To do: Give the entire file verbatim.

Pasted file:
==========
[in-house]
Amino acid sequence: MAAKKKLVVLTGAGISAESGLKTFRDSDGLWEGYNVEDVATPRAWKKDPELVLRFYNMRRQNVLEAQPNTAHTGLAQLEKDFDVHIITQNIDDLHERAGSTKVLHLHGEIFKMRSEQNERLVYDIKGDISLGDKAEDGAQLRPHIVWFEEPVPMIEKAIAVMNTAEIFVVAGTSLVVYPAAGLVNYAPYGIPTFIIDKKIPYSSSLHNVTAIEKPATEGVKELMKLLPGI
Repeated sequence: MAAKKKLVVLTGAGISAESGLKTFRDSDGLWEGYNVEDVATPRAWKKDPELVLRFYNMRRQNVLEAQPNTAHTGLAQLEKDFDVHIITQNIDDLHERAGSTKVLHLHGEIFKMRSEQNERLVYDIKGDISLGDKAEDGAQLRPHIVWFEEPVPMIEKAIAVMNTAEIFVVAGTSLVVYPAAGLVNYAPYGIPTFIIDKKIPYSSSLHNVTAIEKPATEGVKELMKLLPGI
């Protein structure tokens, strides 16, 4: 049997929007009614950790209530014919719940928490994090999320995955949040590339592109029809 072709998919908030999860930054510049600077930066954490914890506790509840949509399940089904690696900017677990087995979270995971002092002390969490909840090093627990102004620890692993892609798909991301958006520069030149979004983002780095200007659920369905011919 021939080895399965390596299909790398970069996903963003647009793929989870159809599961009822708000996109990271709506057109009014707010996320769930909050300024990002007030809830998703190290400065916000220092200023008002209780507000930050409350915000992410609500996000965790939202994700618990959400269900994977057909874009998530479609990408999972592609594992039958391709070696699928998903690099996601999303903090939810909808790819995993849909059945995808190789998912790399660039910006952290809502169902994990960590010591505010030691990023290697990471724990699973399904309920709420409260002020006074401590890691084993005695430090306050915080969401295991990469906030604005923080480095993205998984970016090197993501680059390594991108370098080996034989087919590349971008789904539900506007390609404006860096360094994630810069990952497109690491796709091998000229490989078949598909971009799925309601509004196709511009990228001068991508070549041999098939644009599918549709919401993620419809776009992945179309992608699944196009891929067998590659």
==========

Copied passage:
[in-house]
Amino acid sequence: MAAKKKLVVLTGAGISAESGLKTFRDSDGLWEGYNVEDVATPRAWKKDPELVLRFYNMRRQNVLEAQPNTAHTGLAQLEKDFDVHIITQNIDDLHERAGSTKVLHLHGEIFKMRSEQNERLVYDIKGDISLGDKAEDGAQLRPHIVWFEEPVPMIEKAIAVMNTAEIFVVAGTSLVVYPAAGLVNYAPYGIPTFIIDKKIPYSSSLHNVTAIEKPATEGVKELMKLLPGI
Repeated sequence: MAAKKKLVVLTGAGISAESGLKTFRDSDGLWEGYNVEDVATPRAWKKDPELVLRFYNMRRQNVLEAQPNTAHTGLAQLEKDFDVHIITQNIDDLHERAGSTKVLHLHGEIFKMRSEQNERLVYDIKGDISLGDKAEDGAQLRPHIVWFEEPVPMIEKAIAVMNTAEIFVVAGTSLVVYPAAGLVNYAPYGIPTFIIDKKIPYSSSLHNVTAIEKPATEGVKELMKLLPGI
């Protein structure tokens, strides 16, 4: 049997929007009614950790209530014919719940928490994090999320995955949040590339592109029809 072709998919908030999860930054510049600077930066954490914890506790509840949509399940089904690696900017677990087995979270995971002092002390969490909840090093627990102004620890692993892609798909991301958006520069030149979004983002780095200007659920369905011919 021939080895399965390596299909790398970069996903963003647009793929989870159809599961009822708000996109990271709506057109009014707010996320769930909050300024990002007030809830998703190290400065916000220092200023008002209780507000930050409350915000992410609500996000965790939202994700618990959400269900994977057909874009998530479609990408999972592609594992039958391709070696699928998903690099996601999303903090939810909808790819995993849909059945995808190789998912790399660039910006952290809502169902994990960590010591505010030691990023290697990471724990699973399904309920709420409260002020006074401590890691084993005695430090306050915080969401295991990469906030604005923080480095993205998984970016090197993501680059390594991108370098080996034989087919590349971008789904539900506007390609404006860096360094994630810069990952497109690491796709091998000229490989078949598909971009799925309601509004196709511009990228001068991508070549041999098939644009599918549709919401993620419809776009992945179309992608699944196009891929067998590659």